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National Statistical Offices: Independent, Identical, Simultaneous Actions Thousands of Miles Apart
Posted By briana On February 2, 2012 @ 6:08 am In About the Agency | No Comments
Written by: Director Robert Groves
Several weeks ago, at the initiative of Brian Pink, the Australian statistician, leaders of the government statistical agencies from Australia, Canada, New Zealand, United Kingdom, and the United States held a summit meeting to identify common challenges and share information about current initiatives. While there had been casual sharing of partial information in previous years among these leaders, this event was unprecedented.
The five countries share languages and some cultural features; they vary in size and in the organization of their statistical systems. They also vary in the current health of their national economies, their regional economic foci, and key social and political issues. None of them have population registers with mandatory updating features. The legal frameworks of the countries’ statistical systems give different powers to the chief statistician.
While meetings of this character happen periodically in many sectors, the findings of the meeting were notable on one dimension – the five countries’ statisticians report that the strategic activities now being mounted are very nearly identical. They perceive the same likely future challenges for central government statistical agencies, and they are making similar organizational changes to prepare for the future. While they vary in specific current innovations, the components of the full future vision are remarkably similar.
Ingredients of the future vision:
In some of the countries the difficulty of obtaining high participation rates in surveys and censuses is growing, creating cost inflation due to the need for greater efforts to contact and persuade sample units of the value of their participation. At the same time, central government budgets are constrained, not amenable to major initiatives.
In most of the countries the agencies realize that there are data resources that are not being fully used to the benefit of the country’s statistics. Many of these are controlled by other government agencies that use the data for program administration. In all of the countries, many of the record systems of lower-level geographical units, businesses, and program agencies of the central government are increasingly digitized. These record systems often contain some data of relevance to the statistical agency’s mandate to describe its society and economy.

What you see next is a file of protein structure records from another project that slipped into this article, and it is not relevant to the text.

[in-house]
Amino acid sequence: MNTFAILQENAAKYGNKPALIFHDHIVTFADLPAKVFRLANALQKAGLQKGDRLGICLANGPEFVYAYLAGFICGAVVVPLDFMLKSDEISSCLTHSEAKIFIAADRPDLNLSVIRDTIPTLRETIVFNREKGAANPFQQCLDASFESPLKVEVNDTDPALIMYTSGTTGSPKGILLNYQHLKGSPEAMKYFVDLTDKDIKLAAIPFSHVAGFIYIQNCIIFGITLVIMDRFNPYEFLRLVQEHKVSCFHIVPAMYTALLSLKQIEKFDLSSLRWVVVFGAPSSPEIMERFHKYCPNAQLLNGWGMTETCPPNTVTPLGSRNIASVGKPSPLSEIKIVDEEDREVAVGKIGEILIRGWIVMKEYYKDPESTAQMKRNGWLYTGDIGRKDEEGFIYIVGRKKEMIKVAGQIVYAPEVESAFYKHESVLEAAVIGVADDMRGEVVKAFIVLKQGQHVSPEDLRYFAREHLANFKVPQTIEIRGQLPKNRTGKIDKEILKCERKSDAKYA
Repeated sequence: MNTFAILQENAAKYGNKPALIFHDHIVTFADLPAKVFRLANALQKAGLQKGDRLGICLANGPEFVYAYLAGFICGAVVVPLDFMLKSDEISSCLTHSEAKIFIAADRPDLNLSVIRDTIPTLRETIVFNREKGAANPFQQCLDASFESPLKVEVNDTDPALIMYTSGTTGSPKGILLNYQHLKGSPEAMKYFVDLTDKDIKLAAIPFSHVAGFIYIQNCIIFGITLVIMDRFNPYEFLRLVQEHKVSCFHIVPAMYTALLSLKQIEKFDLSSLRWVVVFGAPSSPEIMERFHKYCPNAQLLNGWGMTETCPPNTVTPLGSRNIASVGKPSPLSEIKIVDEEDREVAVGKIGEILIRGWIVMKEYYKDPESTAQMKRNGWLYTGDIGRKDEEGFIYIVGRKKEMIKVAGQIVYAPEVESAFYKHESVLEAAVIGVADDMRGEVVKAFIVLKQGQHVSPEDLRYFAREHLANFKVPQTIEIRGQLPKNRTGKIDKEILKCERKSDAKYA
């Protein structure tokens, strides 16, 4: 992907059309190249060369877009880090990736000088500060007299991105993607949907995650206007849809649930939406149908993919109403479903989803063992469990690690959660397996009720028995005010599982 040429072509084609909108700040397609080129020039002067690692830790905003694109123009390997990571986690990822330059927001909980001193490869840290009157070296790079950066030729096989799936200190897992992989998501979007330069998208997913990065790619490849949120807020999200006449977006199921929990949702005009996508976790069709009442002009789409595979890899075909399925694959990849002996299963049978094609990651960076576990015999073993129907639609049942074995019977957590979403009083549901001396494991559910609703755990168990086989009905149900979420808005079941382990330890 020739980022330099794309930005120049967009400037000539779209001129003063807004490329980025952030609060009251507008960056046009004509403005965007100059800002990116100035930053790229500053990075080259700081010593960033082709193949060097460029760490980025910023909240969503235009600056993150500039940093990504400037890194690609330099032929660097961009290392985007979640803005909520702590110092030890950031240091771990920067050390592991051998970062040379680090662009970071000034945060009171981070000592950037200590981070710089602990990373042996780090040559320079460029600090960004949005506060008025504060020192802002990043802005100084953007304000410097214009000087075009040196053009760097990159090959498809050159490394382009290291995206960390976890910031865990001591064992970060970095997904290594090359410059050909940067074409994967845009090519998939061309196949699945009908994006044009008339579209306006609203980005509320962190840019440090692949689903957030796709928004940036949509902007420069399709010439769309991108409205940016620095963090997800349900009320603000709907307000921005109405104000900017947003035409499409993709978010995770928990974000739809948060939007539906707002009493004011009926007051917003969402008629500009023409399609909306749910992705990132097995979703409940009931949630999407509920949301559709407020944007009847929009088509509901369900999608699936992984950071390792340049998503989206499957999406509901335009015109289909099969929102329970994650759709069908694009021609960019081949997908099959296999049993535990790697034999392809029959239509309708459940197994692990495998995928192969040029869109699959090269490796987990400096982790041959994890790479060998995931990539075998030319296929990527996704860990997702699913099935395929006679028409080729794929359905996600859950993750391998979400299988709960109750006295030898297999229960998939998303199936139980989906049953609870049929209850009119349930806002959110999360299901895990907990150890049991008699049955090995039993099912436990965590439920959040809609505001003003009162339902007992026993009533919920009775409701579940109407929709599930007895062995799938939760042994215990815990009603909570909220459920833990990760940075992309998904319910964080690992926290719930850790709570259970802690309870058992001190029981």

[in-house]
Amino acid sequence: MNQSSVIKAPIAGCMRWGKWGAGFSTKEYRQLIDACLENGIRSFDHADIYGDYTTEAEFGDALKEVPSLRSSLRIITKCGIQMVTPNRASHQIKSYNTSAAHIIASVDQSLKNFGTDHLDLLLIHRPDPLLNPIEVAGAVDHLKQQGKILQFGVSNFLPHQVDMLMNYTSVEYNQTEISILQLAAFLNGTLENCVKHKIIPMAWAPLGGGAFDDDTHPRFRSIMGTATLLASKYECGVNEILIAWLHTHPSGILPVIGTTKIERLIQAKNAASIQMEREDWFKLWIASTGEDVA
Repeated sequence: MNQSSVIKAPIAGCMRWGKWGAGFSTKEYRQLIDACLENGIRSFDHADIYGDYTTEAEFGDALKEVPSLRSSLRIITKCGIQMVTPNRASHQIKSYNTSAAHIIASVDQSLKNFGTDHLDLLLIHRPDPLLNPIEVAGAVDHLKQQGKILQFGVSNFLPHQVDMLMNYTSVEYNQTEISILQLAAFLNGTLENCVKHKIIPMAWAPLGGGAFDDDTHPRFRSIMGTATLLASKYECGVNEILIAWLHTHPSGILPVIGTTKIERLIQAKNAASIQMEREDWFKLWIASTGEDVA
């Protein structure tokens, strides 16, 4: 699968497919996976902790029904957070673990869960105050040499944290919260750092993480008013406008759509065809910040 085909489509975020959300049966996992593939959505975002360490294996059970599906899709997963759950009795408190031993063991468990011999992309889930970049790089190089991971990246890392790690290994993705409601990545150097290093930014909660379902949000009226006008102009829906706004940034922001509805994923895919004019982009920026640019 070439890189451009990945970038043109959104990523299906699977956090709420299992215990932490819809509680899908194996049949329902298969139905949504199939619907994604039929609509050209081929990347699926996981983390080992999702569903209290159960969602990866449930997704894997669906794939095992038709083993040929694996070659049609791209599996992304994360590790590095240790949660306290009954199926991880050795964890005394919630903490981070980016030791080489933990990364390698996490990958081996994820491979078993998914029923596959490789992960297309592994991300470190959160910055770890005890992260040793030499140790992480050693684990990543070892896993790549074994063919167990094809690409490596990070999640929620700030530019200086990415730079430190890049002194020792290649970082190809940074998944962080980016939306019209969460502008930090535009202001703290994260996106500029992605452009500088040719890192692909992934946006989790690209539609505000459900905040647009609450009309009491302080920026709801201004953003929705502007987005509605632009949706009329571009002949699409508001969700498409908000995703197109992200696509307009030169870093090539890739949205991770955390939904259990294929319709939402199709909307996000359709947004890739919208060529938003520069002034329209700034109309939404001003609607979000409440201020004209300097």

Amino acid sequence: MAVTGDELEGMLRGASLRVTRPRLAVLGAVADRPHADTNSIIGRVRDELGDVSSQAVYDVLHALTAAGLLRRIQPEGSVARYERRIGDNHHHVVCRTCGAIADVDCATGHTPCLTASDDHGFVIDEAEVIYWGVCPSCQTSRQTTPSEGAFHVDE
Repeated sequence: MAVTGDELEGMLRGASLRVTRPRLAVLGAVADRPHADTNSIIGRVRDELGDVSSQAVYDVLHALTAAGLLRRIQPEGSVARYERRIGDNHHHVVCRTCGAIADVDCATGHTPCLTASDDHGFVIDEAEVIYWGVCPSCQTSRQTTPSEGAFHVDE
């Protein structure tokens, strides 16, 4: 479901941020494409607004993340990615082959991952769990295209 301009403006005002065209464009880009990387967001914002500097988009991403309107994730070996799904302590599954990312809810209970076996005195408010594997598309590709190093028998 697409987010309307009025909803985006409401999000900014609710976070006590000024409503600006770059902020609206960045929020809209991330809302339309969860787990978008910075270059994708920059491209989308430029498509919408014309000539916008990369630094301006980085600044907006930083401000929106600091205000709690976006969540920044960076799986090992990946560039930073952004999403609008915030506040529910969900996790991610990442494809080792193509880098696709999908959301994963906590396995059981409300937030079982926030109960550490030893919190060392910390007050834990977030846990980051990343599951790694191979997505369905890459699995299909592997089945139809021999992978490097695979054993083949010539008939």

Further, there are different surveys the agencies conduct that could be linked together to increase the amount of information – sometimes different economic surveys of the same unit; sometimes a mix of household data and employer data. Such linking can produce new statistical information without the need to collect any new data. All agencies report efforts to link such data resources together.
The global internet is currently offering near real-time data on durable and nondurable goods prices, housing sales, and other relevant events. Since the data reflect global phenomena, new conceptual puzzles arise in using the data to describe the nation-state. The global internet search capabilities also generate verbal data describing billions of information requests (e.g., Google Search) and behavioral reports (e.g., tweets). All of these sources of data are fallible. They fail to offer complete coverage of the population and behaviors of interest. They tend to be lean, reporting only the behavior and time and geography, not other characteristics of the person who performed the behavior. In contrast to other data sources the internet data often have global reach, with little concern about nation-state boundaries.
There are practical implications for the management and governance of internal activities of the agencies:
For some decades these organizations have been increasing use of software systems to improve the efficiency of data collection and data processing. These have held costs of producing statistical information at lower levels than would have been expected. The future will see the integration of new data resources, each fallible in some way, combined through linking and statistical modeling to produce the requisite statistical information for their countries. Through this, the agencies hope to provide more statistics at lower cost.
In short, the five countries are actively inventing a future unlike the past, requiring new ways of thinking and calling for new skills. The payoff sought is timelier, more trustworthy, and lower cost statistical information measuring new components of the society, economy, and environment, telling a richer story of our countries’ progress.
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